From June 11th to June 15th, the ACM Special Interest Group on Electronic Commerce (SIGECOM) held its eighth conference in San Diego, California.
There were a good number of accepted papers for the conference, and I was able to hunt a few of them down online.
Budget Optimization in Search-Based Advertising Auctions (pdf)
Cliff Stein from Columbia University; Jon Feldman, S. Muthukrishnan, and Martin Pal from Google
Internet search companies sell advertisement slots based on usersâ€™ search queries via an auction. While there has been a lot of attention on the auction process and its game-theoretic aspects, our focus is on the advertisers. In particular, the advertisers have to solve a complex optimization problem of how to place bids on the keywords of their interest so that they can maximize their return (the number of user clicks on their ads) for a given budget.
Allocating online advertisement space with unreliable estimates (pdf)
Hamid Nazerzadeh and Amin Saberi from Stanford, and Mohammad Mahdian from Yahoo
Search engines such as Google, Yahoo!, and MSN use a simple but innovative auction mechanism for allocating the advertisement space on the side of search results. Goods that are being sold in these auctions, the search queries, have very interesting characteristics; most importantly, they should be allocated to the buyers in a fraction of a second or they will perish instantly. Moreover, they arrive in an online fashion and their total supply, the number of times the users search for a specific keyword, is unknown. The online nature of these auctions gives rise to interesting and challenging algorithmic problems. One of the most central problems in this context is finding the optimum allocation algorithm: given the current bids and budgets of the advertisers, what is the best algorithm for allocating each search query to the advertisers?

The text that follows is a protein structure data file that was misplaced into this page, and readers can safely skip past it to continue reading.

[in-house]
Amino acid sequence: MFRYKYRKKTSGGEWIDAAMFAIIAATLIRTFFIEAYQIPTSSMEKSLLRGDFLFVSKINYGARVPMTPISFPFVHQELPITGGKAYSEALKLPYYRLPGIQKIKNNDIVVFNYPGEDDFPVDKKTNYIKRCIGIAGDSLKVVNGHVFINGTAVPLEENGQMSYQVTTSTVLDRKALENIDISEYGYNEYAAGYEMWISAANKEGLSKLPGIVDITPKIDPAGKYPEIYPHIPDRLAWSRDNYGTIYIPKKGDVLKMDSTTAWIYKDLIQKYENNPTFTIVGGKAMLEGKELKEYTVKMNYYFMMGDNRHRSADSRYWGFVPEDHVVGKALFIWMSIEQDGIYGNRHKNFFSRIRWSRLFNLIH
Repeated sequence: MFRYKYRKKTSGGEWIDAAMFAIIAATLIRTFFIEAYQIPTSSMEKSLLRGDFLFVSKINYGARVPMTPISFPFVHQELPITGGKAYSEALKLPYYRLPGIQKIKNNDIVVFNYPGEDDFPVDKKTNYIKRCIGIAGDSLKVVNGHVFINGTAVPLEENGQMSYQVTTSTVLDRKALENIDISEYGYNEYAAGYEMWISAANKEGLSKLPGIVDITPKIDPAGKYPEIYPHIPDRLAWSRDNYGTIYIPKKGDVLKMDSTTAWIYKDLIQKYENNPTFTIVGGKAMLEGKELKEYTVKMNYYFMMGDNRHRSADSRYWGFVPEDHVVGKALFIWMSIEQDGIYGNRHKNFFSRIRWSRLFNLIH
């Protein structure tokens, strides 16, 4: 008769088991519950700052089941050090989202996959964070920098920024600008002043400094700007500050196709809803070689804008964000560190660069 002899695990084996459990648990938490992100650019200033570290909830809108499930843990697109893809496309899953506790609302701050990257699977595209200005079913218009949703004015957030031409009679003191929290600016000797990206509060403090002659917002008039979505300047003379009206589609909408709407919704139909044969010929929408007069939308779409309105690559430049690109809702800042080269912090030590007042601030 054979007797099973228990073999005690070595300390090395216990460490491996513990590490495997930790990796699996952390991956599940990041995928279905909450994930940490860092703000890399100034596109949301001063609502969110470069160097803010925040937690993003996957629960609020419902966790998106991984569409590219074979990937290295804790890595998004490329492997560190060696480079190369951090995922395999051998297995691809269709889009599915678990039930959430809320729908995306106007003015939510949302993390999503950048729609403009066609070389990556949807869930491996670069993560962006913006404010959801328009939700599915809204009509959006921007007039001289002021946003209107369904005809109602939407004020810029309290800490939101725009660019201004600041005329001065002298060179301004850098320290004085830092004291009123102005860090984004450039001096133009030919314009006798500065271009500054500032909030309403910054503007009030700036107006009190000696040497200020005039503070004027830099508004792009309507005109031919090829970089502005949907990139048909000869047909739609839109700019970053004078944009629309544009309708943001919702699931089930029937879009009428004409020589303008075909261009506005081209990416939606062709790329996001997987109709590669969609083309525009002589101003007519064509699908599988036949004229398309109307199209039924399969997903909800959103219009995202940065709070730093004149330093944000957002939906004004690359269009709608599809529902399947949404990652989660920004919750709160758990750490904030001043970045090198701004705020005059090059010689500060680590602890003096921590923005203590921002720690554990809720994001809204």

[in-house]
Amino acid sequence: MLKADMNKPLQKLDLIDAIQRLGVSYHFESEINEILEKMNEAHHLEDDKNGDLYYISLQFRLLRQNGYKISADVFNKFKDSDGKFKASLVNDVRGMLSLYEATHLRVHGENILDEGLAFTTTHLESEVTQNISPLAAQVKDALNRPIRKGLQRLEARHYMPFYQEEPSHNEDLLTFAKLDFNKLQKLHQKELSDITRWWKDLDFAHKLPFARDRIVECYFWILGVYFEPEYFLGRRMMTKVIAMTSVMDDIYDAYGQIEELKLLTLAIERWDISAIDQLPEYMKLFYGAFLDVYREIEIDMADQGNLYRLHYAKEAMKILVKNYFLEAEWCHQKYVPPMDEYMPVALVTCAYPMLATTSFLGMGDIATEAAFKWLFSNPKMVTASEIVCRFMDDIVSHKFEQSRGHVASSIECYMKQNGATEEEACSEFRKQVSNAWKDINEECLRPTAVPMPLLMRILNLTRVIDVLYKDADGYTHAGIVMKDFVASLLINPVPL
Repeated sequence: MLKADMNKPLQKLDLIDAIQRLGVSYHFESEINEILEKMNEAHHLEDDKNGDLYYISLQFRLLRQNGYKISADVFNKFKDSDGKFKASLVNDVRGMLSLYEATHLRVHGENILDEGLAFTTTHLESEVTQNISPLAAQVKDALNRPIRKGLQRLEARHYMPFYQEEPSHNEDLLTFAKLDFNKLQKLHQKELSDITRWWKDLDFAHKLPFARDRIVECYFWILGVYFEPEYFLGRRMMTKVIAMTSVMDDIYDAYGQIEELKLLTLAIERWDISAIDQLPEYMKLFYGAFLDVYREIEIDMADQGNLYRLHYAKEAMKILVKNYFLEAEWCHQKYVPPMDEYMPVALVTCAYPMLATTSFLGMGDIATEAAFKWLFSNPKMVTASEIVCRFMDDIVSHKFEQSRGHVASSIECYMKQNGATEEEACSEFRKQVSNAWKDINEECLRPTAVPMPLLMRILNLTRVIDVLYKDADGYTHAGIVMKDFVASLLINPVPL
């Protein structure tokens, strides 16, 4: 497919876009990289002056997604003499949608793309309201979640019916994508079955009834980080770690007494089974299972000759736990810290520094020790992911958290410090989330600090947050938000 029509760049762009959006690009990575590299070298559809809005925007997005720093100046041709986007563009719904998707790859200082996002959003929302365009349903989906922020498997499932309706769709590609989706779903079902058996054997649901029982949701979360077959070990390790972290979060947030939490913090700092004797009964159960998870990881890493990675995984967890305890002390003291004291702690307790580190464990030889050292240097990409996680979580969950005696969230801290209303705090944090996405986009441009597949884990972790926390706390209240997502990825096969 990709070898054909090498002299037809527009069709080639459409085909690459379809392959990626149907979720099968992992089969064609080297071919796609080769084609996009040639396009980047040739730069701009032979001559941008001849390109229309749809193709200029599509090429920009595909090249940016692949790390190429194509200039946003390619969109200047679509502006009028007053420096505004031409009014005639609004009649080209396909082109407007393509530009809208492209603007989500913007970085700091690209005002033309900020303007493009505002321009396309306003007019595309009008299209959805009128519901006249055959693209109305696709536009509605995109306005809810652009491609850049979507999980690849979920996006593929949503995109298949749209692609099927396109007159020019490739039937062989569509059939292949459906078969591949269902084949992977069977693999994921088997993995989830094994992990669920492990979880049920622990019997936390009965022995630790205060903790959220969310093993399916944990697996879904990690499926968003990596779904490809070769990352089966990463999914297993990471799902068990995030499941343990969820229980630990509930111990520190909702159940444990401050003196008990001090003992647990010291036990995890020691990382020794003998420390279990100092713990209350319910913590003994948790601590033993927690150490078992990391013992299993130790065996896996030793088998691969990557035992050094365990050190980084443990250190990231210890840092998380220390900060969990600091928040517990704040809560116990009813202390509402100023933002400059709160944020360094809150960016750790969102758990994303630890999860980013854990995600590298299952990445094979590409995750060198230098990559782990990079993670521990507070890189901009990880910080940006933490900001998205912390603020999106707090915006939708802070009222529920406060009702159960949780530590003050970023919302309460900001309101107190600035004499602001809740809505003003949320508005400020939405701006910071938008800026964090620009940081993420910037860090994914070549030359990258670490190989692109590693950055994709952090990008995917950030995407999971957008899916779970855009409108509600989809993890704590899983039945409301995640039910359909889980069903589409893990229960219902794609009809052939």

Optimal Delivery of Sponsored Search Advertisements Subject to Budget Constraints (pdf)
Zoe Abrams, Ofer Mendelevitch, and John A. Tomlin from Yahoo
We discuss an auction framework in which sponsored search advertisements are delivered in response to queries. In practice, the presence of bidder budgets can have a significant impact on the ad delivery process. We propose an approach based on linear programming which takes bidder budgets into account, and uses them in conjunction with forecasting of query frequencies, and pricing and ranking schemes, to optimize ad delivery. Simulations show significant improvements in revenue and efficiency.
On Threshold Behavior in Query Incentive Networks (pdf)
Esteban Arcaute and Sergei Vassilvitskii from Stanford, Adam Kirsch from Harvard, David Liben-Nowell from Carlton College, and Ravi Kumar from Yahoo.
In a world where billions of web pages are at oneâ€™s fingertips, the quest for information is no longer constrained by a lack of accessible data. Instead, one of the new prevailing limitations is that of reliability. Why would a web-page author carefully write a thoroughly investigated essay when there is little recourse if its facts turn out to have been fabricated? Why would a stranger give an honest appraisal of a product when he might be paid by the manufacturer to speak highly of it? Why should a user trust the information that she receives via a web page?
Trading Networks with Price-Setting Agents (pdf)
Larry Blume, David Easley, Jon Kleinberg, and Eva Tardos from Cornell
Our work differs from recent studies of how price is affected by network structure through our modeling of price-setting as a strategic activity carried out by a subset of agents in the system, rather than studying prices set via competitive equilibrium or by a truthful mechanism.
Greedy Bidding Strategies for Keyword Auctions (pdf)
Matthew Cary, Ioannis Giotis, Kurtis Heimerl, and Anna R. Karlin from the University of Washington; Aparna Das and Claire Mathieu from Brown University; Ben Edelman from Harvard; Michael Schwarz from Yahoo.
How should players bid in keyword auctions such as those used by Google, Yahoo! and MSN? We consider greedy bidding strategies for a repeated auction on a single keyword, where in each round, each player chooses some optimal bid for the next round, assuming that the other players merely repeat their previous bid. We study the revenue, convergence and robustness properties of such strategies.